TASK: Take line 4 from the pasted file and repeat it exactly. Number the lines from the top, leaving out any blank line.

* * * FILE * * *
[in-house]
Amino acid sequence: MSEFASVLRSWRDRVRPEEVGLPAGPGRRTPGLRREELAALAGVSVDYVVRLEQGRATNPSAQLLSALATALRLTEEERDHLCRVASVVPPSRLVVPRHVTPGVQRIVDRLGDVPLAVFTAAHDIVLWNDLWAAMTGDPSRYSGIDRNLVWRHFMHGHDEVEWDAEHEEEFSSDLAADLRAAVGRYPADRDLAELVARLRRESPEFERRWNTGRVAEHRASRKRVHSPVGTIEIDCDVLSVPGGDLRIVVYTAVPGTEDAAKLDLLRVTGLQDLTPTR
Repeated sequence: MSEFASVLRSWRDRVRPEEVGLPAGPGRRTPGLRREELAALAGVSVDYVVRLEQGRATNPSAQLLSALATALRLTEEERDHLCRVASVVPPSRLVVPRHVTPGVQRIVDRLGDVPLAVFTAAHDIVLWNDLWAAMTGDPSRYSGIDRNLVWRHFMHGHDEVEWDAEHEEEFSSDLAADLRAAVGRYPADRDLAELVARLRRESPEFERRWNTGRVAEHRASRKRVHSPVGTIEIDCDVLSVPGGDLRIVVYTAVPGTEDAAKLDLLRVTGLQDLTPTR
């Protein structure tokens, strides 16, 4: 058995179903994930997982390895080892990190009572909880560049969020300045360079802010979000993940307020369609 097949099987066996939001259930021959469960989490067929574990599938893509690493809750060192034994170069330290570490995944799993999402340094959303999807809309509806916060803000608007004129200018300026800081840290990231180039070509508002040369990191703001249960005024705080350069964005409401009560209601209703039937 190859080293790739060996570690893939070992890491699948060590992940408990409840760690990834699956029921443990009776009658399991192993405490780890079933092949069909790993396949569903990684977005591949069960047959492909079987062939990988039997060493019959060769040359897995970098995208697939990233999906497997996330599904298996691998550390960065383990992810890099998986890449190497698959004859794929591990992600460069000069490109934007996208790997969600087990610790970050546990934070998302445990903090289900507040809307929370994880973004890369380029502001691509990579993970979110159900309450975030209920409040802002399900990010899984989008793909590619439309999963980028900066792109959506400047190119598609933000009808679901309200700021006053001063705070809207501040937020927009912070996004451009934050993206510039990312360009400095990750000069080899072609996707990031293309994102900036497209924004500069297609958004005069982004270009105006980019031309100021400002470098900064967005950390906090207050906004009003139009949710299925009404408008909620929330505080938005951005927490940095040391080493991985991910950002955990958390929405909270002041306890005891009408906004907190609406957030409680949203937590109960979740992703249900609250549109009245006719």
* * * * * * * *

């Protein structure tokens, strides 16, 4: 058995179903994930997982390895080892990190009572909880560049969020300045360079802010979000993940307020369609 097949099987066996939001259930021959469960989490067929574990599938893509690493809750060192034994170069330290570490995944799993999402340094959303999807809309509806916060803000608007004129200018300026800081840290990231180039070509508002040369990191703001249960005024705080350069964005409401009560209601209703039937 190859080293790739060996570690893939070992890491699948060590992940408990409840760690990834699956029921443990009776009658399991192993405490780890079933092949069909790993396949569903990684977005591949069960047959492909079987062939990988039997060493019959060769040359897995970098995208697939990233999906497997996330599904298996691998550390960065383990992810890099998986890449190497698959004859794929591990992600460069000069490109934007996208790997969600087990610790970050546990934070998302445990903090289900507040809307929370994880973004890369380029502001691509990579993970979110159900309450975030209920409040802002399900990010899984989008793909590619439309999963980028900066792109959506400047190119598609933000009808679901309200700021006053001063705070809207501040937020927009912070996004451009934050993206510039990312360009400095990750000069080899072609996707990031293309994102900036497209924004500069297609958004005069982004270009105006980019031309100021400002470098900064967005950390906090207050906004009003139009949710299925009404408008909620929330505080938005951005927490940095040391080493991985991910950002955990958390929405909270002041306890005891009408906004907190609406957030409680949203937590109960979740992703249900609250549109009245006719």